Ragdoll Cat Stereotypes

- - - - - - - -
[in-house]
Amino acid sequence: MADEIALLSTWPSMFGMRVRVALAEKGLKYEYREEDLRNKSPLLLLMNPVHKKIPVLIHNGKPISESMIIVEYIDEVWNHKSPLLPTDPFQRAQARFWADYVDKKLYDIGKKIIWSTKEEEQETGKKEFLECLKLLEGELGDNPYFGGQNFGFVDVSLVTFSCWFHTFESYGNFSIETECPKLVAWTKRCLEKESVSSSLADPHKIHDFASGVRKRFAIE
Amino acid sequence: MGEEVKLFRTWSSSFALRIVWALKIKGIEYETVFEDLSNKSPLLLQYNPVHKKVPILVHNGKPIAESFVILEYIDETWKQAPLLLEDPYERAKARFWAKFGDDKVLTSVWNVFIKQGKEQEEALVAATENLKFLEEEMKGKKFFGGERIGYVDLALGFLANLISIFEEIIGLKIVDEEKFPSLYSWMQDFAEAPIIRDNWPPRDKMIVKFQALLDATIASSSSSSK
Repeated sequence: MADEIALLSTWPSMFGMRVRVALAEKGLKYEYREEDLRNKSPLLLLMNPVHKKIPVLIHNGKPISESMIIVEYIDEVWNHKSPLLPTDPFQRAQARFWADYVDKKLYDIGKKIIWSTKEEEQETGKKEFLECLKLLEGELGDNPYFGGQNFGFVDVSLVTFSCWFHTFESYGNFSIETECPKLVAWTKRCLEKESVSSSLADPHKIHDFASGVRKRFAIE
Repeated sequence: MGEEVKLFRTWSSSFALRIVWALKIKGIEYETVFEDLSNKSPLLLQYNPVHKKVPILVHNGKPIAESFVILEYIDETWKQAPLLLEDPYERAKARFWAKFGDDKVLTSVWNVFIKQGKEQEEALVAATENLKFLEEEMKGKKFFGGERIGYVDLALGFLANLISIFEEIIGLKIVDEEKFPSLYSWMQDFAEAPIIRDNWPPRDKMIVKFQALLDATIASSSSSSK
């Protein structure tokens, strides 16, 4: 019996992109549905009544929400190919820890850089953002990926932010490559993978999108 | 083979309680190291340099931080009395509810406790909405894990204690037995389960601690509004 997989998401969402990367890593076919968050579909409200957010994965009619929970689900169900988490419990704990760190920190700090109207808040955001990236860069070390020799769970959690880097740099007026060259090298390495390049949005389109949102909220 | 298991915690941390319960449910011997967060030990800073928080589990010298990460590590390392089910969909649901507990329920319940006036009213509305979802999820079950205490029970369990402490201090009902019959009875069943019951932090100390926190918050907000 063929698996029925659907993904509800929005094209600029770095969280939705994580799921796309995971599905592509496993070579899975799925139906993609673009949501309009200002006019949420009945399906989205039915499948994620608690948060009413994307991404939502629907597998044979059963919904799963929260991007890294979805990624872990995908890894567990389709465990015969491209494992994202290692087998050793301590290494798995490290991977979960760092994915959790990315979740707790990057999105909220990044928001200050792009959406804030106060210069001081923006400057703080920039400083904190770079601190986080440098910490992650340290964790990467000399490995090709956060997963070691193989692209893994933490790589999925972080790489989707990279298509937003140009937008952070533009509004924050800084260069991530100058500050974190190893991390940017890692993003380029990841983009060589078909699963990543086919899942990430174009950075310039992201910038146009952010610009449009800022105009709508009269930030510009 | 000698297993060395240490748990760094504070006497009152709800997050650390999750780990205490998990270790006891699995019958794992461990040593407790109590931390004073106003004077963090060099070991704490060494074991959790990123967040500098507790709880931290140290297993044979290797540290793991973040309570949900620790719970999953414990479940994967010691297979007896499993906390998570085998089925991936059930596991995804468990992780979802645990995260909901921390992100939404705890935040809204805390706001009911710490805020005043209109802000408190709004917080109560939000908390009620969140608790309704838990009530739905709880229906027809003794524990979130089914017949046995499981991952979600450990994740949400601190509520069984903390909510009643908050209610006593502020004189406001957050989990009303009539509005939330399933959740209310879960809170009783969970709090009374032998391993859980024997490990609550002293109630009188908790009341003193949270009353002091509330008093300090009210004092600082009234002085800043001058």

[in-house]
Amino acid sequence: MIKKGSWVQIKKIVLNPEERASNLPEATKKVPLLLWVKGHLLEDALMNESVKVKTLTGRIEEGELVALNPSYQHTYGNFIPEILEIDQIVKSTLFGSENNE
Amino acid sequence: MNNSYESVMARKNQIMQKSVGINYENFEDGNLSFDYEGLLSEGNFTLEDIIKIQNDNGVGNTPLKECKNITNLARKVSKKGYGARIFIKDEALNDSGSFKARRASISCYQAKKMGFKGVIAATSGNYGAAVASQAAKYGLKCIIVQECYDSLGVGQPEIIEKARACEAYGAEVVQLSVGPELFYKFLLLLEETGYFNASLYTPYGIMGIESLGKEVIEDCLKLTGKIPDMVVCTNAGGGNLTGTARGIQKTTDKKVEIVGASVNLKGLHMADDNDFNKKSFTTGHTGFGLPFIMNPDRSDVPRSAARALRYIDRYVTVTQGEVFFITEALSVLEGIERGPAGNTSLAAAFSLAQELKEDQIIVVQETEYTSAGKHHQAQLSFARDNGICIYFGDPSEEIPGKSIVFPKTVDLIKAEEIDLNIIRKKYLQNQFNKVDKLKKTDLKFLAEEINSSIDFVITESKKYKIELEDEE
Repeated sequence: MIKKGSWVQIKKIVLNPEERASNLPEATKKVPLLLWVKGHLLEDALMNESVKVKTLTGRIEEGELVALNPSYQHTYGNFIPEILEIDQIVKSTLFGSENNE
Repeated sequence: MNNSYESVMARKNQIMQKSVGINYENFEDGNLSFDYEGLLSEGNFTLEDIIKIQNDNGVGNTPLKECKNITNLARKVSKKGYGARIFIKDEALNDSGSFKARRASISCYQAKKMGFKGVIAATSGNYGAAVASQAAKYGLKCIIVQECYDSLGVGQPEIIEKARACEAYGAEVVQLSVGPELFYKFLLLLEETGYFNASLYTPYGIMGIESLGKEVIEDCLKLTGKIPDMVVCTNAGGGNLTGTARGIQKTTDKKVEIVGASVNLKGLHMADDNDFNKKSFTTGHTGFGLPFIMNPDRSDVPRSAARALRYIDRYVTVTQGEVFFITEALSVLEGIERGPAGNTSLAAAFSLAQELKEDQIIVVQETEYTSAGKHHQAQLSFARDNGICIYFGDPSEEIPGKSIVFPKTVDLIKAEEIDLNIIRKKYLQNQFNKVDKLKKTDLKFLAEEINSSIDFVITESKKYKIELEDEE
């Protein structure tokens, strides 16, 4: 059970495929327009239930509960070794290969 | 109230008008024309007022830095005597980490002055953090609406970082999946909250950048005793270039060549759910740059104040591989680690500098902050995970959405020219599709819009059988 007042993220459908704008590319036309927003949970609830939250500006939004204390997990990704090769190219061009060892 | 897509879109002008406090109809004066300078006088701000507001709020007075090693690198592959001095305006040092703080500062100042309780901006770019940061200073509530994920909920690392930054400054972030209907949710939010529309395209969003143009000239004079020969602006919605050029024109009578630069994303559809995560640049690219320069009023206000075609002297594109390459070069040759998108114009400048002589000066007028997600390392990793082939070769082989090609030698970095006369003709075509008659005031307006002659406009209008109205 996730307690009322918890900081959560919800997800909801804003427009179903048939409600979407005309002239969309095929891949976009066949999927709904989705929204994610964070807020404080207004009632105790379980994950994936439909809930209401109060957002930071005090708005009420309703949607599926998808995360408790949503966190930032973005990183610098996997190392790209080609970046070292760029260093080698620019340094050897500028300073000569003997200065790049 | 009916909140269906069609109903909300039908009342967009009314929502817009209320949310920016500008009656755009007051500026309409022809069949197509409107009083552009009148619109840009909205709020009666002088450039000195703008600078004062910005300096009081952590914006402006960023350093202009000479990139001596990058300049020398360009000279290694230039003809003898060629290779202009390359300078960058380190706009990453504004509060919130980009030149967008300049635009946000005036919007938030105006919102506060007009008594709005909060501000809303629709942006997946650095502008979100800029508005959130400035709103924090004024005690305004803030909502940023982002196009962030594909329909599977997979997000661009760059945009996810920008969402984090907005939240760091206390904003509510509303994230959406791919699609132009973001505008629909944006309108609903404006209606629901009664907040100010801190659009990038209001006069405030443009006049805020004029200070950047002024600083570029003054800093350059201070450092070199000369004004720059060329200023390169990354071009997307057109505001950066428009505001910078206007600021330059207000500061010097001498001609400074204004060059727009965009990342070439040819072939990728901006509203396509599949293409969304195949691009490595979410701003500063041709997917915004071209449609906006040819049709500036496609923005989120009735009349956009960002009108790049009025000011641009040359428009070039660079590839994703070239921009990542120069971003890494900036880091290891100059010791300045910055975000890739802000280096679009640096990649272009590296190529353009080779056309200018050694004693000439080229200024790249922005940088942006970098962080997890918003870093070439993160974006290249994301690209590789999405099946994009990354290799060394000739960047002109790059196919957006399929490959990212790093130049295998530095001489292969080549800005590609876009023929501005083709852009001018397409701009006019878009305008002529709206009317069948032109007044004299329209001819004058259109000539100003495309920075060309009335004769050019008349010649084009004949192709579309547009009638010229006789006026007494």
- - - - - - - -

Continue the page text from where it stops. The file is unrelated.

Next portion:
Caymus on ChairRagdoll Cat Stereotypes